The Toronto Real Estate Board (TREB) reports that the average home price in the Toronto area in March was up 33.2% from March 2016, illustrating just how much we need a solution to cool this runaway market.
Sales of homes in the region rose 17.7% according to TREB’s monthly Market Watch report, even as active listings were down 35.2% compared to the same time last year. You can imagine that anything that was listed lasted a mere days before it was scooped up. It’s a prime example of how an imbalance of supply and demand can lead to massive price increases in short amounts of time.
The average price for all home types across the GTA now sits at $916,567. Condos, the most affordable type of home are now averaging an eye-popping $518,879, making them expensive enough to be affected by the higher minimum down payment rules for high-priced homes.
The Ontario liberal party will reveal its 2017 budget later this month. In it, the government is expected to unveil proposed solutions that will address housing affordability and prevent the market from crashing.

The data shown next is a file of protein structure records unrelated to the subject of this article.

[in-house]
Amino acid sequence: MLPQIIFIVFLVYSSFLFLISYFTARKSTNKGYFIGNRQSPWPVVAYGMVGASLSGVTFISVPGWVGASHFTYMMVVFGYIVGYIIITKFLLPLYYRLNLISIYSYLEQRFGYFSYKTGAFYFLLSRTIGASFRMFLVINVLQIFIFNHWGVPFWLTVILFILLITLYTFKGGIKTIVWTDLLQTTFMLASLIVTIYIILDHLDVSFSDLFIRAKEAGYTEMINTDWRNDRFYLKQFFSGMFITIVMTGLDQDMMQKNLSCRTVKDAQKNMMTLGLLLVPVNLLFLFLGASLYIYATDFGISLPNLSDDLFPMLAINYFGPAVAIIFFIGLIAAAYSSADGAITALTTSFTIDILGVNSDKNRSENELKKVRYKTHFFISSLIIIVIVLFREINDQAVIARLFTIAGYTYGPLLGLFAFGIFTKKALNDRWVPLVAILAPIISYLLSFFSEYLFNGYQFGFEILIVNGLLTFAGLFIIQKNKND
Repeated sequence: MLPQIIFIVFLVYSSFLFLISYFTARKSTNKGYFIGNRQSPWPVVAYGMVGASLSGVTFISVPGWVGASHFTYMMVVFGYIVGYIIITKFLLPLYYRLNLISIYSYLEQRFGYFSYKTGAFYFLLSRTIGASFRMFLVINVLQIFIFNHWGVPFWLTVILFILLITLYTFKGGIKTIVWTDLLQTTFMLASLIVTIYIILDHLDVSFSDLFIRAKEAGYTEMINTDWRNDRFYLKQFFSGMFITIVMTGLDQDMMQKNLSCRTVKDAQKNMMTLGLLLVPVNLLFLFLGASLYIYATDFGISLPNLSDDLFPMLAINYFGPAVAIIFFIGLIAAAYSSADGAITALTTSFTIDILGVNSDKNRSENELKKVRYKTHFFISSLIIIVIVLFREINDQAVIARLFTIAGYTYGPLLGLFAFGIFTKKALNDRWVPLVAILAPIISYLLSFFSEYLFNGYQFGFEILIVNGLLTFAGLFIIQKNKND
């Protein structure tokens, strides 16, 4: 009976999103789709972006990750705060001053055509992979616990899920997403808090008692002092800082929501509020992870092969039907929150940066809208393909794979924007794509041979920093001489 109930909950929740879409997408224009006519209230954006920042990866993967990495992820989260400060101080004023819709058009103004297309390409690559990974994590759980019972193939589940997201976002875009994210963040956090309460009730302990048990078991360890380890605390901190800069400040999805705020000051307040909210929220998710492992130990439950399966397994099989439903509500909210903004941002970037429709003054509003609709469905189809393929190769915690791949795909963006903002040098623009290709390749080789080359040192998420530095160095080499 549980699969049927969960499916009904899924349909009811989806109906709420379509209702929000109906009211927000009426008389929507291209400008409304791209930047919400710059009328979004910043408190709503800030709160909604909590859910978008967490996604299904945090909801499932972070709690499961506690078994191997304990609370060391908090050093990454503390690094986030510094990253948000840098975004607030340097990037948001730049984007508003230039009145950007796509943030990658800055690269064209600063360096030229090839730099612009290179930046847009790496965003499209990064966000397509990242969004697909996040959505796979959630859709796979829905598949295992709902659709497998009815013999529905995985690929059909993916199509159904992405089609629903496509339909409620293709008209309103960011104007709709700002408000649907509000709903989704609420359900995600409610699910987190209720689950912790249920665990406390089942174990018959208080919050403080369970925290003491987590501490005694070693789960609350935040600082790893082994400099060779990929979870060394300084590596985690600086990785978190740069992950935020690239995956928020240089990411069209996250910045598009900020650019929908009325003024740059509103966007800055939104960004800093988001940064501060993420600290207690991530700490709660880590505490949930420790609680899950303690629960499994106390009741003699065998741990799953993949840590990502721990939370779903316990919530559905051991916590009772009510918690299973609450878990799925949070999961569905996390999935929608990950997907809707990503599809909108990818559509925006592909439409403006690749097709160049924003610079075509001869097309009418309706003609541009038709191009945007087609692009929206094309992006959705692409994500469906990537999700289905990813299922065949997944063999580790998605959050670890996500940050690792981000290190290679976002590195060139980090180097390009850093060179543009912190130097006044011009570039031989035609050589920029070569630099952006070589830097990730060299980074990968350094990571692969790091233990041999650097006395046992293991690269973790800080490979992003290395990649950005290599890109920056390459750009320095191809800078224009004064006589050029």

As of now, there’s no consensus on what the right move should be. Some experts have said there should be a tax on house flippers. Some call for rent control, while others warn against it. A foreign buyers tax? Maybe, but there’s no strong evidence any of these solutions will work.
For now the one thing we can count on is that the average home in Toronto is definitely going to hit the $1 million this year, meaning even condos — the one place real estate agents have said people can find price refuge — are becoming unaffordable.
Who’s going to be left to buy when no one can afford anything?